Cholera Outbreaks in Lebanon

After almost 30 years without a single case, cholera has re-appeared in Lebanon following a recent outbreak in Syria. Syria has recently reported more than 20,000 suspected cases and 75 deaths. There has been a high influx of Syrian refugees traveling to Lebanon. Consequently, the transition of the disease most likely occurred because of high population densities within the refugee camps. Reporter Daniel Stewart writes that the increase in cholera outbreaks is “mainly due to increased flooding, drought, conflict, migration and other factors affecting access to clean water.”

A Disease Linked to Poverty

In his research published in the National Library of Medicine, Arturo Talavera wrote that cholera outbreaks are key indicators of social development within a region. Cholera outbreaks remain a serious challenge in countries where people do not have assured access to safe drinking water and adequate sanitation. Talavera explained that cholera outbreaks affect low-income countries more than middle or high-income countries. Economic development is an important factor in determining how deadly an outbreak may be.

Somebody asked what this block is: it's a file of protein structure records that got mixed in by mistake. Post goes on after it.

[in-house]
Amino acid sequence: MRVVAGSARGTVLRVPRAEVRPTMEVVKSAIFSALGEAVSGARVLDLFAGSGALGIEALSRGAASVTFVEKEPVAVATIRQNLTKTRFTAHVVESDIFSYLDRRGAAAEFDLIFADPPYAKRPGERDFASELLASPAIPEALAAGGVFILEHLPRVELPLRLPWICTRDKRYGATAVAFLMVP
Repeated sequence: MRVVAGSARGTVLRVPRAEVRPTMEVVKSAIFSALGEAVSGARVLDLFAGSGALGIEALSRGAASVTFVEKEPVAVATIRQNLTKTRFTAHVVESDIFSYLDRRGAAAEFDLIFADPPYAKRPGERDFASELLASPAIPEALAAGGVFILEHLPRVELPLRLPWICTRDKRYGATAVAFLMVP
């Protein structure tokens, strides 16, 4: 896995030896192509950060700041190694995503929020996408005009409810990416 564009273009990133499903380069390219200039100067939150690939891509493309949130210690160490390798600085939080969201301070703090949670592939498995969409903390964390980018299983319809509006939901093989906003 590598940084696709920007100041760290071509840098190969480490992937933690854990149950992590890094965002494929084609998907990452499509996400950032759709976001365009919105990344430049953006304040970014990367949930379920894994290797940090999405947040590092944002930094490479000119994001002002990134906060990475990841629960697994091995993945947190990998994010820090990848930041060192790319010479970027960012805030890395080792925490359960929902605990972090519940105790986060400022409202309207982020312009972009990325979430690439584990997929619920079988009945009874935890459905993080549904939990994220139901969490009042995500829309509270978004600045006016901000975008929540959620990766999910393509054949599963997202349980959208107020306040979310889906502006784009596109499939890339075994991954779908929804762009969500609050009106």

Solutions to the Cholera Outbreaks in Lebanon

Thankfully, France is delivering vaccines to Beirut. However, the World Health Organization warns that if not curved soon, the disease may begin to spread more rapidly. French Ambassador Anne Grillo explains that the recent cholera outbreaks in Lebanon are “a new and worrying illustration of the critical decline in public provision of access to water and sanitary services.”

The key to stopping cholera outbreaks is to provide communities with water security. Furthermore, vaccines can drastically curve the contraction of the disease. As more than 13,000 doses have already arrived in Lebanon with more to come, hopefully, Lebanon will be able to halt the spread of the disease with the help of foreign aid.